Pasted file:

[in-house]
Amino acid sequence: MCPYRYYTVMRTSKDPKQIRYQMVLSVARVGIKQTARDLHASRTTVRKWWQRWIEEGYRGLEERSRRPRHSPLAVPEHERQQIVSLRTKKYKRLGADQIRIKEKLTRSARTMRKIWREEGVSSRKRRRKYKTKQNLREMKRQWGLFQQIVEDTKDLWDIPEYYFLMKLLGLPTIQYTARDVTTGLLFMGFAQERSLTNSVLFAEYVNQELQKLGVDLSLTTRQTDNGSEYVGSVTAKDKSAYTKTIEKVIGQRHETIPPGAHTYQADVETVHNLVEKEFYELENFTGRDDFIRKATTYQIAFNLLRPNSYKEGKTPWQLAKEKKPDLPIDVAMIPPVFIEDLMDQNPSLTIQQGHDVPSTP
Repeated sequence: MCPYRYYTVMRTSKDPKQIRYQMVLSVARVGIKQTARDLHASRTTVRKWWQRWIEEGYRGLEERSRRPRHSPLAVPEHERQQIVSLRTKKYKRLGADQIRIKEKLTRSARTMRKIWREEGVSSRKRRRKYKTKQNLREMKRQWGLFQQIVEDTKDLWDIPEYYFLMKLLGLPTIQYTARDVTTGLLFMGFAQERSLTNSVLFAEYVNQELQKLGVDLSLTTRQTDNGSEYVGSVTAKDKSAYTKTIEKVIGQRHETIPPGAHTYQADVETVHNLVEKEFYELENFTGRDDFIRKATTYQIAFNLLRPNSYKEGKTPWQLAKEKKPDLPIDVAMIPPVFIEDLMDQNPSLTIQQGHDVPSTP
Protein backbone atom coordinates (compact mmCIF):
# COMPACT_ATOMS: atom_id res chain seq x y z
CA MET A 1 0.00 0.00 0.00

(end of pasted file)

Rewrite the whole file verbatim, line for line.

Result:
[in-house]
Amino acid sequence: MCPYRYYTVMRTSKDPKQIRYQMVLSVARVGIKQTARDLHASRTTVRKWWQRWIEEGYRGLEERSRRPRHSPLAVPEHERQQIVSLRTKKYKRLGADQIRIKEKLTRSARTMRKIWREEGVSSRKRRRKYKTKQNLREMKRQWGLFQQIVEDTKDLWDIPEYYFLMKLLGLPTIQYTARDVTTGLLFMGFAQERSLTNSVLFAEYVNQELQKLGVDLSLTTRQTDNGSEYVGSVTAKDKSAYTKTIEKVIGQRHETIPPGAHTYQADVETVHNLVEKEFYELENFTGRDDFIRKATTYQIAFNLLRPNSYKEGKTPWQLAKEKKPDLPIDVAMIPPVFIEDLMDQNPSLTIQQGHDVPSTP
Repeated sequence: MCPYRYYTVMRTSKDPKQIRYQMVLSVARVGIKQTARDLHASRTTVRKWWQRWIEEGYRGLEERSRRPRHSPLAVPEHERQQIVSLRTKKYKRLGADQIRIKEKLTRSARTMRKIWREEGVSSRKRRRKYKTKQNLREMKRQWGLFQQIVEDTKDLWDIPEYYFLMKLLGLPTIQYTARDVTTGLLFMGFAQERSLTNSVLFAEYVNQELQKLGVDLSLTTRQTDNGSEYVGSVTAKDKSAYTKTIEKVIGQRHETIPPGAHTYQADVETVHNLVEKEFYELENFTGRDDFIRKATTYQIAFNLLRPNSYKEGKTPWQLAKEKKPDLPIDVAMIPPVFIEDLMDQNPSLTIQQGHDVPSTP
Protein backbone atom coordinates (compact mmCIF):
# COMPACT_ATOMS: atom_id res chain seq x y z
CA MET A 1 0.00 0.00 0.00